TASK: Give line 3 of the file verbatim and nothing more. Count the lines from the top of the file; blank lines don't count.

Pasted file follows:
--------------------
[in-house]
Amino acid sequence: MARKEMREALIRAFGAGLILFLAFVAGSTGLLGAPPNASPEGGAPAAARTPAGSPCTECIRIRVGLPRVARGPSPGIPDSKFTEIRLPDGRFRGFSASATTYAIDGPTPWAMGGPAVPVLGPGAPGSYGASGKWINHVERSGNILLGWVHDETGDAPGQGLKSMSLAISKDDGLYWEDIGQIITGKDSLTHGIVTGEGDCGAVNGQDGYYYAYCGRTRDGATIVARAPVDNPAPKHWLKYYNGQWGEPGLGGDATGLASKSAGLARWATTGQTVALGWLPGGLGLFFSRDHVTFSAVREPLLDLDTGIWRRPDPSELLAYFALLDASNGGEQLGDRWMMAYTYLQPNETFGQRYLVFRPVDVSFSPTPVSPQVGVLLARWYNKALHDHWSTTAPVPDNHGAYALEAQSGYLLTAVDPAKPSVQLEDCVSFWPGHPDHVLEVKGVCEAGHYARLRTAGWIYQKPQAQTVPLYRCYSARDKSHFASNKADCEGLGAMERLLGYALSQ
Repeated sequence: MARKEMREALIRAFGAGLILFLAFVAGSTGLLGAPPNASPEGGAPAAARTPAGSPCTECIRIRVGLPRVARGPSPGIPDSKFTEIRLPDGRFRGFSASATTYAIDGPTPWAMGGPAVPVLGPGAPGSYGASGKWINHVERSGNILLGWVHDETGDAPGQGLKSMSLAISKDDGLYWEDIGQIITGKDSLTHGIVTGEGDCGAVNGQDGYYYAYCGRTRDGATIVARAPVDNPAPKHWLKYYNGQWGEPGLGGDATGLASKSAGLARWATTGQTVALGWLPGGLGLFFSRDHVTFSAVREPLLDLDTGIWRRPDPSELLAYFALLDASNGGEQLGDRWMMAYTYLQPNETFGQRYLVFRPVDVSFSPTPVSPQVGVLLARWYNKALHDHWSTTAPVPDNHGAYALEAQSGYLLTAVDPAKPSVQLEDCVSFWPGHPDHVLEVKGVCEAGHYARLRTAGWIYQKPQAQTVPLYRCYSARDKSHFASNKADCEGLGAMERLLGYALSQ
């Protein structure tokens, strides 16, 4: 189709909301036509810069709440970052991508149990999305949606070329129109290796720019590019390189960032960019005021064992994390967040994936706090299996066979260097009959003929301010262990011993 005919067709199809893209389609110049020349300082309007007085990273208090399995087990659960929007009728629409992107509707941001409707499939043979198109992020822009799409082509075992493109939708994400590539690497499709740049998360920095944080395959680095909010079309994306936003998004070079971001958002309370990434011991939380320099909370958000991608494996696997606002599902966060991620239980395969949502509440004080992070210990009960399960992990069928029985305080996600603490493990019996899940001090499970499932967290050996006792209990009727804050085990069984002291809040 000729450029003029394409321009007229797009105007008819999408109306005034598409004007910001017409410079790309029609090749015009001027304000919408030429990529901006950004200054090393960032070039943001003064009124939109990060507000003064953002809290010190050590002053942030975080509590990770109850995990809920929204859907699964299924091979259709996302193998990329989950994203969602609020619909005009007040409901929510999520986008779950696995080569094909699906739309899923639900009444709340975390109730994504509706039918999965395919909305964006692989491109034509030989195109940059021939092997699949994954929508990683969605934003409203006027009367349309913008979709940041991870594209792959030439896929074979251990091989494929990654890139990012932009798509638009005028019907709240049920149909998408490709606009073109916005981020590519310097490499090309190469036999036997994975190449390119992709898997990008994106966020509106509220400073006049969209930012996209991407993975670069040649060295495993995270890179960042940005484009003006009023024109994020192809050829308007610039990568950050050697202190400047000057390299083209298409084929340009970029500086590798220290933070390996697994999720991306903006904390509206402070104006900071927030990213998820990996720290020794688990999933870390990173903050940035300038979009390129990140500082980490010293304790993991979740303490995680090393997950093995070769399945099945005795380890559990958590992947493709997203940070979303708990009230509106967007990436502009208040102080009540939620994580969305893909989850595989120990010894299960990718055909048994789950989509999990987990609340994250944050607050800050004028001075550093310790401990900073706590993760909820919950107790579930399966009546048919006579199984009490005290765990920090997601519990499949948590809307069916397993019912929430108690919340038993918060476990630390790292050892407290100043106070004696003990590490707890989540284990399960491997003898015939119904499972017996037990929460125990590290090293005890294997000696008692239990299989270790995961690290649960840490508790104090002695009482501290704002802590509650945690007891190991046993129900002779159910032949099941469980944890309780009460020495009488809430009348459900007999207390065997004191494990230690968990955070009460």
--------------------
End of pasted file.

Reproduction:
Repeated sequence: MARKEMREALIRAFGAGLILFLAFVAGSTGLLGAPPNASPEGGAPAAARTPAGSPCTECIRIRVGLPRVARGPSPGIPDSKFTEIRLPDGRFRGFSASATTYAIDGPTPWAMGGPAVPVLGPGAPGSYGASGKWINHVERSGNILLGWVHDETGDAPGQGLKSMSLAISKDDGLYWEDIGQIITGKDSLTHGIVTGEGDCGAVNGQDGYYYAYCGRTRDGATIVARAPVDNPAPKHWLKYYNGQWGEPGLGGDATGLASKSAGLARWATTGQTVALGWLPGGLGLFFSRDHVTFSAVREPLLDLDTGIWRRPDPSELLAYFALLDASNGGEQLGDRWMMAYTYLQPNETFGQRYLVFRPVDVSFSPTPVSPQVGVLLARWYNKALHDHWSTTAPVPDNHGAYALEAQSGYLLTAVDPAKPSVQLEDCVSFWPGHPDHVLEVKGVCEAGHYARLRTAGWIYQKPQAQTVPLYRCYSARDKSHFASNKADCEGLGAMERLLGYALSQ